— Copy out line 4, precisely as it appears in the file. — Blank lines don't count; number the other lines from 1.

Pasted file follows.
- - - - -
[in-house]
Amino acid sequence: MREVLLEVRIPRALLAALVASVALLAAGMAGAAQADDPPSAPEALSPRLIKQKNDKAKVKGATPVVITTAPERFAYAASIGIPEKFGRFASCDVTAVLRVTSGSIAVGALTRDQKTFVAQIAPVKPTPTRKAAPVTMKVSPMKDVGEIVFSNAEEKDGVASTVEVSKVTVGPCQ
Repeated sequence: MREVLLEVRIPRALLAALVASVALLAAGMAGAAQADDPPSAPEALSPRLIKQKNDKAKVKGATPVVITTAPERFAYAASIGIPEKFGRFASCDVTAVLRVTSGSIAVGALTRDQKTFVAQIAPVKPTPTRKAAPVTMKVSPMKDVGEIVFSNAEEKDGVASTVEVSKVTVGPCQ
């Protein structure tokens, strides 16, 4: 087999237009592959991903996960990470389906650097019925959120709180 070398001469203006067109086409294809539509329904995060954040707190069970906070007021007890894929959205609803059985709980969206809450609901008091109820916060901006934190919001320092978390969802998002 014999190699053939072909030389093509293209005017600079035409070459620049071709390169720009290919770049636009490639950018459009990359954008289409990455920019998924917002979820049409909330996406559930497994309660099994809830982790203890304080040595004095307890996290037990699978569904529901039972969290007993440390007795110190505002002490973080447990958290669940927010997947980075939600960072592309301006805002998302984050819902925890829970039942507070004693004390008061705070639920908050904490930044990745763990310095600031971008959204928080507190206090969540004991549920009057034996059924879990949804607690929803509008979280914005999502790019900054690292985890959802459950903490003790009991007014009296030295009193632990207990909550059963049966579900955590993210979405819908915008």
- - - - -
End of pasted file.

């Protein structure tokens, strides 16, 4: 087999237009592959991903996960990470389906650097019925959120709180 070398001469203006067109086409294809539509329904995060954040707190069970906070007021007890894929959205609803059985709980969206809450609901008091109820916060901006934190919001320092978390969802998002 014999190699053939072909030389093509293209005017600079035409070459620049071709390169720009290919770049636009490639950018459009990359954008289409990455920019998924917002979820049409909330996406559930497994309660099994809830982790203890304080040595004095307890996290037990699978569904529901039972969290007993440390007795110190505002002490973080447990958290669940927010997947980075939600960072592309301006805002998302984050819902925890829970039942507070004693004390008061705070639920908050904490930044990745763990310095600031971008959204928080507190206090969540004991549920009057034996059924879990949804607690929803509008979280914005999502790019900054690292985890959802459950903490003790009991007014009296030295009193632990207990909550059963049966579900955590993210979405819908915008």